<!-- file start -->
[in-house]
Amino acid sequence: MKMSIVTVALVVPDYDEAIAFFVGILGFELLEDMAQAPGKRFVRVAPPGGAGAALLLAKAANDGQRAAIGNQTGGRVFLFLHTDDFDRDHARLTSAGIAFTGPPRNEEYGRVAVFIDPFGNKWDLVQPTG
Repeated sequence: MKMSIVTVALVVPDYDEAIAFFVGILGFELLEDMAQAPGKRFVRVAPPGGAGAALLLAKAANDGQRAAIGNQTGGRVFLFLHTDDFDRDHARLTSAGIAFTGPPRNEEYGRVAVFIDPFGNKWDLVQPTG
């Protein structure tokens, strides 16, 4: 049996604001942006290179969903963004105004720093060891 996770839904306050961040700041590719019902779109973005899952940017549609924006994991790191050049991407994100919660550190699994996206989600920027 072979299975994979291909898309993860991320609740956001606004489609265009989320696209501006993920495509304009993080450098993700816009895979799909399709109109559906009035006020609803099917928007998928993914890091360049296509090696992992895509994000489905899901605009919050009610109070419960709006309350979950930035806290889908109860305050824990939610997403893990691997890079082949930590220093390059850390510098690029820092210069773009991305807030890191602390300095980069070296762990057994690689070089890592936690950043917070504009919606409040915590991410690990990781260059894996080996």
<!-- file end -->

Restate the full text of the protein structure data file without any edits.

[in-house]
Amino acid sequence: MKMSIVTVALVVPDYDEAIAFFVGILGFELLEDMAQAPGKRFVRVAPPGGAGAALLLAKAANDGQRAAIGNQTGGRVFLFLHTDDFDRDHARLTSAGIAFTGPPRNEEYGRVAVFIDPFGNKWDLVQPTG
Repeated sequence: MKMSIVTVALVVPDYDEAIAFFVGILGFELLEDMAQAPGKRFVRVAPPGGAGAALLLAKAANDGQRAAIGNQTGGRVFLFLHTDDFDRDHARLTSAGIAFTGPPRNEEYGRVAVFIDPFGNKWDLVQPTG
């Protein structure tokens, strides 16, 4: 049996604001942006290179969903963004105004720093060891 996770839904306050961040700041590719019902779109973005899952940017549609924006994991790191050049991407994100919660550190699994996206989600920027 072979299975994979291909898309993860991320609740956001606004489609265009989320696209501006993920495509304009993080450098993700816009895979799909399709109109559906009035006020609803099917928007998928993914890091360049296509090696992992895509994000489905899901605009919050009610109070419960709006309350979950930035806290889908109860305050824990939610997403893990691997890079082949930590220093390059850390510098690029820092210069773009991305807030890191602390300095980069070296762990057994690689070089890592936690950043917070504009919606409040915590991410690990990781260059894996080996």